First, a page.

Car manufacturing in the UK rose by 3.5 per cent in the first half of the year to hit nearly 800,000 units produced, helped by the launch of a range of new models, with more anticipated in the months ahead.
The figures from the industry body the Society of Motor Manufacturers and Traders (SMMT), showed that UK car production in June rose 3.7 per cent to more than 135,000 cars, with a 16 per cent rise in production for the home market in a further sign of a domestic boost to the industry as the UK’s economic recovery picks up pace.
SMMT chief executive Mike Hawes said: “With several manufacturers having started assembly of new models this year and billions of pounds of investment still to reach production fruition, this is an exciting time for the UK automotive sector.”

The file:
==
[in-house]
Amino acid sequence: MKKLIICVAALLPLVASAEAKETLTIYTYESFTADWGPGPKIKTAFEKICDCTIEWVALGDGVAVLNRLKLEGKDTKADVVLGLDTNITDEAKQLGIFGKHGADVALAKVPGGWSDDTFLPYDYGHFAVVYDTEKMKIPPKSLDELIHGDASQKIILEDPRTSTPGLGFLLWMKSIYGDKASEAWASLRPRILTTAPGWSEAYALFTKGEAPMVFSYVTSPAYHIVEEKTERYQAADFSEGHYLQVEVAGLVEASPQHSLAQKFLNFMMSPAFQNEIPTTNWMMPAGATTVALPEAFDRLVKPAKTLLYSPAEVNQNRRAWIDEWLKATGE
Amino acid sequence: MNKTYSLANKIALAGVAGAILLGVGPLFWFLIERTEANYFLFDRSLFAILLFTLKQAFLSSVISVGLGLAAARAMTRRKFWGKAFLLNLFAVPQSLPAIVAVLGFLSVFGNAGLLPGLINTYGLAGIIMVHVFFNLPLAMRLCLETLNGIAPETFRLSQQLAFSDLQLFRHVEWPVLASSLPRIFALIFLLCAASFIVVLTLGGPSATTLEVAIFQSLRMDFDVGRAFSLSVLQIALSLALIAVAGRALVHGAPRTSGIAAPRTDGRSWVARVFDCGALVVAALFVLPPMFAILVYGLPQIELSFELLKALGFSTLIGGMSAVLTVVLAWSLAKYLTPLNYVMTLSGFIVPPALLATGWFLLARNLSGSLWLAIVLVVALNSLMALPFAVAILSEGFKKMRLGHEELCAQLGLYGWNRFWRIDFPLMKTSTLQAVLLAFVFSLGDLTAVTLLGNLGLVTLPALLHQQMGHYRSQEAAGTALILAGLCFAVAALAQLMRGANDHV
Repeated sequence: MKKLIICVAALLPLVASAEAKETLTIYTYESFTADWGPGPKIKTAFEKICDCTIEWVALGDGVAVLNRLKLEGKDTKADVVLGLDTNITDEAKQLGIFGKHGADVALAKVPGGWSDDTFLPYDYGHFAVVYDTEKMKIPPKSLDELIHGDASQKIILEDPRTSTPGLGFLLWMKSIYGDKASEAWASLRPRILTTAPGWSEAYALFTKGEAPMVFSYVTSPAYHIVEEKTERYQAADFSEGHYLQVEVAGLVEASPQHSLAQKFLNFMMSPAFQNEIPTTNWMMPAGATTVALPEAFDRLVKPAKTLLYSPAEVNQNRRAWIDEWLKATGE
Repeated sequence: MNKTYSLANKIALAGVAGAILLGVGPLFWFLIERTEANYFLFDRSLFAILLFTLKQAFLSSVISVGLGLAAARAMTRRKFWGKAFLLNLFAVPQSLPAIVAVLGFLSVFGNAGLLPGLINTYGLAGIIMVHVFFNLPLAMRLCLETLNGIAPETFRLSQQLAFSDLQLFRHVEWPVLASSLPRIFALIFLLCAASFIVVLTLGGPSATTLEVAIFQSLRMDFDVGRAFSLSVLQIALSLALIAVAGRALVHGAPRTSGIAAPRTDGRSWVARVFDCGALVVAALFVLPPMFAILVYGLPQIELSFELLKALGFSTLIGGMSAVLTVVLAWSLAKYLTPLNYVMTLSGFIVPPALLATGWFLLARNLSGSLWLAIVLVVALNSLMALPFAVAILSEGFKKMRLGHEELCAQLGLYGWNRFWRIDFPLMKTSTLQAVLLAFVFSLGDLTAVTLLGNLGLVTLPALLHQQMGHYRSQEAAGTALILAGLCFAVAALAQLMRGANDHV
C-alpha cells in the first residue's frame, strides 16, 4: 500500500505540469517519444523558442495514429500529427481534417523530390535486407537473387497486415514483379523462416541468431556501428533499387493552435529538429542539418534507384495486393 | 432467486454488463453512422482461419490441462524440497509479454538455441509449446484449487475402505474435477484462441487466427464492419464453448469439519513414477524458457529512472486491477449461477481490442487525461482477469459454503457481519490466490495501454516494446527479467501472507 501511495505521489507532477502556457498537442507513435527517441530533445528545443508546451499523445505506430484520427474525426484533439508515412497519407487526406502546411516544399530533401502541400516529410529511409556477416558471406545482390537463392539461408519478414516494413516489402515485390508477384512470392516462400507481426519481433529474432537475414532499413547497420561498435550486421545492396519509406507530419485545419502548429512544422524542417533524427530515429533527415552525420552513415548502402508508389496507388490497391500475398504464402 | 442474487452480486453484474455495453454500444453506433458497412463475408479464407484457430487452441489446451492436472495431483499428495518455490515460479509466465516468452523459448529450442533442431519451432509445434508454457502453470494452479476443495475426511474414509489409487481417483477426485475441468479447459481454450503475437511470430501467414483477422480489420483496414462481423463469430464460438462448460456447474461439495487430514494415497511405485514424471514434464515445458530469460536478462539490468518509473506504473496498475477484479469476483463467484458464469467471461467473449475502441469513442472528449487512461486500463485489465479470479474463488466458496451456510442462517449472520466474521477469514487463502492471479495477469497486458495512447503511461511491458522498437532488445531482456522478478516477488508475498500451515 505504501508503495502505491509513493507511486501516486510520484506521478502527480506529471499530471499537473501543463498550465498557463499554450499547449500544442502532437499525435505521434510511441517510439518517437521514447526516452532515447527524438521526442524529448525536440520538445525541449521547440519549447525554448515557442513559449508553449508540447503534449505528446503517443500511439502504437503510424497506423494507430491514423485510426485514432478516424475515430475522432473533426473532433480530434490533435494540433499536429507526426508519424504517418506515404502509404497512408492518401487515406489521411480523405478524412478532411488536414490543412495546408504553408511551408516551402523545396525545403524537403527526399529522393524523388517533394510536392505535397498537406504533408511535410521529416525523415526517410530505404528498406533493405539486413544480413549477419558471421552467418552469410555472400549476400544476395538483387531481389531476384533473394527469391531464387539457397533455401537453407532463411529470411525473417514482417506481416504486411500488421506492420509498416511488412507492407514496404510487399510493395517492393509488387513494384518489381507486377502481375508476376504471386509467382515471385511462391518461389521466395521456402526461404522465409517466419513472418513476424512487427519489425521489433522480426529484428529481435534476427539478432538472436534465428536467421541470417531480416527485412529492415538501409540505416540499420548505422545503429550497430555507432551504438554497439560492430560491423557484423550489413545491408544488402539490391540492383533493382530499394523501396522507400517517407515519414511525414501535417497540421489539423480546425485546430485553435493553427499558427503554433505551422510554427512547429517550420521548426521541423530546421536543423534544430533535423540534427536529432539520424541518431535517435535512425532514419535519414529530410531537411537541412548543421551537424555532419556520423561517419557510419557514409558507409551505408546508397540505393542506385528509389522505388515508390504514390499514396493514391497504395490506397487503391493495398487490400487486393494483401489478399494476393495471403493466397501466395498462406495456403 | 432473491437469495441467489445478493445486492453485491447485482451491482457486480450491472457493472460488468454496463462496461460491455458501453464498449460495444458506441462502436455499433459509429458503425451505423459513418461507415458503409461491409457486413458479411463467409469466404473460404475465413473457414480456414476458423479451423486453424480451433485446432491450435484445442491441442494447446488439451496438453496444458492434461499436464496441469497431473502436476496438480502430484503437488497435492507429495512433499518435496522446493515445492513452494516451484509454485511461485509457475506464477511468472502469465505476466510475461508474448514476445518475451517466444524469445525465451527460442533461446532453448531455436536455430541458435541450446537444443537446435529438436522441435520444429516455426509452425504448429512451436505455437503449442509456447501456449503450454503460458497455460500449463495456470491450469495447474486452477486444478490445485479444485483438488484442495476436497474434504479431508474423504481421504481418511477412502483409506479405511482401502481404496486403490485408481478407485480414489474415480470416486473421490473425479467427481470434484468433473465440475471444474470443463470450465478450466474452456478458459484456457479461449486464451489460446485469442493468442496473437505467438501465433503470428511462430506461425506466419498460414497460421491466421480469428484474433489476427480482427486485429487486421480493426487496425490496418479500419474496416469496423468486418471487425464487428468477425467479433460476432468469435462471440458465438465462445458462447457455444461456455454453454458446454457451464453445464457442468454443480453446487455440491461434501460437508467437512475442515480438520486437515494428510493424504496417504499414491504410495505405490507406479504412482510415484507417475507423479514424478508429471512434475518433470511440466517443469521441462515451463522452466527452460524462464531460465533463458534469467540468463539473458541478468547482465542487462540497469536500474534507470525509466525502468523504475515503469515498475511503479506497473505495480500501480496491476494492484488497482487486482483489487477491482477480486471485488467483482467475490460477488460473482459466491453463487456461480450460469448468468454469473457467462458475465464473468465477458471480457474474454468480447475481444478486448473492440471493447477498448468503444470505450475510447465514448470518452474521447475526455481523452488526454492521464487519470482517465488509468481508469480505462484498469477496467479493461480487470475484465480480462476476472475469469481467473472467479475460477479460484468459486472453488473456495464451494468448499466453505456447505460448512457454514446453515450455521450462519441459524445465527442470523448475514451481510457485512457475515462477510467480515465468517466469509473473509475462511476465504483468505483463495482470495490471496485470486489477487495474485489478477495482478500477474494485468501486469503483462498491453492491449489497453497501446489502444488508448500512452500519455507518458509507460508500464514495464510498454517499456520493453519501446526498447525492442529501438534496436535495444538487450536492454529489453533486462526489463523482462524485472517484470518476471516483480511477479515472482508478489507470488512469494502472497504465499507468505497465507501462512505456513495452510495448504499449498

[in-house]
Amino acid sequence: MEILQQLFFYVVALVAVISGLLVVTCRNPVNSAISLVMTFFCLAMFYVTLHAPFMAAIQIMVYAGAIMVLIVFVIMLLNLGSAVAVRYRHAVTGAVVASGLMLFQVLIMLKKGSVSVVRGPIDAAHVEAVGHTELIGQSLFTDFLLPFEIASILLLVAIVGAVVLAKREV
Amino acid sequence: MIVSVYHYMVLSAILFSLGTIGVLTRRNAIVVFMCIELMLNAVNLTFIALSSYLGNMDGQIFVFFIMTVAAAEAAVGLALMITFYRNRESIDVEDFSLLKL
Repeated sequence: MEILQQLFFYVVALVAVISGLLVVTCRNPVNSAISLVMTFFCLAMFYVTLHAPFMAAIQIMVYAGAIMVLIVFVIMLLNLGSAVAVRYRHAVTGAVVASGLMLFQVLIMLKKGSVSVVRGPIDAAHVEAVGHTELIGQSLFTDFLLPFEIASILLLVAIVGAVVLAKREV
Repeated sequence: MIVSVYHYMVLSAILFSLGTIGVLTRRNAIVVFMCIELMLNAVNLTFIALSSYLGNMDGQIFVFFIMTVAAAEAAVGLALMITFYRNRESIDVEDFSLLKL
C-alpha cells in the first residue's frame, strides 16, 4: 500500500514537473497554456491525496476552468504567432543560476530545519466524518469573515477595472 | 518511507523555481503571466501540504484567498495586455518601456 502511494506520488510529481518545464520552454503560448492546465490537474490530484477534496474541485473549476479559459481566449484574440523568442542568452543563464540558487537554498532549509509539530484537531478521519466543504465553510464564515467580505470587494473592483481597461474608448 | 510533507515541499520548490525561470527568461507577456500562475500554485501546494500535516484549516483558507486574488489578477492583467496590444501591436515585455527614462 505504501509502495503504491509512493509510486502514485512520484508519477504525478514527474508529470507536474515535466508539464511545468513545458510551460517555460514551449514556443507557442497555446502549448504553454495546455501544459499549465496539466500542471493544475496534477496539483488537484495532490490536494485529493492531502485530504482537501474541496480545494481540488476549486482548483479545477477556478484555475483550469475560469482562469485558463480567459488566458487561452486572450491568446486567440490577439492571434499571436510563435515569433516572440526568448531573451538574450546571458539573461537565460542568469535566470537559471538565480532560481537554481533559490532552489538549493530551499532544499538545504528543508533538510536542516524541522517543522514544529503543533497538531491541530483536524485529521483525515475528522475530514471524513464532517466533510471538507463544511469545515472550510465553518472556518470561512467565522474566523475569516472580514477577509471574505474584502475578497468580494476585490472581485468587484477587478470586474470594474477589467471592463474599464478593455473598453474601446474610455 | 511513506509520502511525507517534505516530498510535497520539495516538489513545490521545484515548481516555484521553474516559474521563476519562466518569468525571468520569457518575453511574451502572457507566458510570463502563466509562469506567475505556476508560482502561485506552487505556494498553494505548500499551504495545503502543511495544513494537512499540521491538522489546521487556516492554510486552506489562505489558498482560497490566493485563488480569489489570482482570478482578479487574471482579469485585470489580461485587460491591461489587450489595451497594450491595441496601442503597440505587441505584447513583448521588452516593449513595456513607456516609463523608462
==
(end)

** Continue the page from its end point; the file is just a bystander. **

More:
“However, with this growth comes a need to bolster the domestic supply chain and address major skills shortages; both of which the UK industry is committed to addressing.”
Also commenting on the production figures, John Leech, UK head of automotive at KPMG, said “This has been a credible first half of the year for UK car production. A lot of important new models were launched, such as the Nissan Qashqai, BMW Mini and Range Rover Sport, and I expect a strengthening trend into the second half of 2014.”
Leech was also positive for future developments in the sector, stating “with the Jaguar XE and the new Vauxhall Astra, due to be launched early next year, we are on the threshold of a golden era of British car manufacturing. We have firmed up our forecast for UK vehicle production and are now confident of seeing the two million vehicle barrier broken in 2017.”
Around 1.6m cars and 2.5m engines are produced annually in the UK, and represent 10 per cent of the UK’s total goods exports. The sector has an annual turnover of more than £60bn, with nearly 150,000 people directly employed in manufacturing, and more than 700,000 more across the wider automotive industry, according to SMMT.